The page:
Monthly Archives: December 2015

Monday Motivator – December 28

Over 100 years ago a young man stood in a doorway of his home and watched the traffic. Noticing a flashy, brand-new automobile, he exclaimed, “Boy, wouldn’t I like to have a car like that!” “Why don’t you get one, William?” asked a friend standing near. The reply was unexpected, “I can’t afford it.” The answer was unexpected because the speaker was William Borden, a descendant of the famed Borden family of Chicago, founders of the prosperous dairy business. In his own right, William was worth a million dollars.

William’s mother was a Christian, active in the Moody Memorial Church of Chicago, of which R.A. Torrey was then the pastor. It was through his mother’s influence when he was a boy that William was constrained to see his pastor about his own spiritual need. Dr. Torrey pointed him to Christ and led him into the assurance of salvation. From then on, William did not consider himself his own master. Nothing he owned was his, including his inherited wealth. That is why he could not “afford” a car, or many other things a wealthy young man would have purchased without hesitation. His money was a trust from God, to be used only at the discretion of the Holy Spirit.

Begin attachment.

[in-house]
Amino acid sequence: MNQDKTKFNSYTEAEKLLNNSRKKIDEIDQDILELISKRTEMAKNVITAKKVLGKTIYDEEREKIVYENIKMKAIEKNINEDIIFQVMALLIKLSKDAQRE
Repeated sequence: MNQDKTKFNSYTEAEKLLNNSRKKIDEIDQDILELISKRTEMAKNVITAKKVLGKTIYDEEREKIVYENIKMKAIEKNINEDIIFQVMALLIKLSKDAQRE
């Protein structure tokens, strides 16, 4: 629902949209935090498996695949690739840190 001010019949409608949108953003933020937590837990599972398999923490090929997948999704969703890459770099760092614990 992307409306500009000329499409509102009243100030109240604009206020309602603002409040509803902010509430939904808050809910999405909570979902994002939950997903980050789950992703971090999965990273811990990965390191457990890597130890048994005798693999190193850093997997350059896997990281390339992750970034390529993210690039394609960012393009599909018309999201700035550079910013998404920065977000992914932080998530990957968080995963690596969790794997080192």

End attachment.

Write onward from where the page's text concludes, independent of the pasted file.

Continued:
After he graduated from prep school in 1904, Borden’s parents decided that a trip around the world would broaden him in preparation for the university years ahead. Little did they realize what this globe-encircling trip would do for him spiritually, for it was on this trip that he wrote to his mother, “I have so much of everything in this life, and there are so many millions who have nothing and live in darkness.” By the time he arrived home a decision was crystallizing in his mind.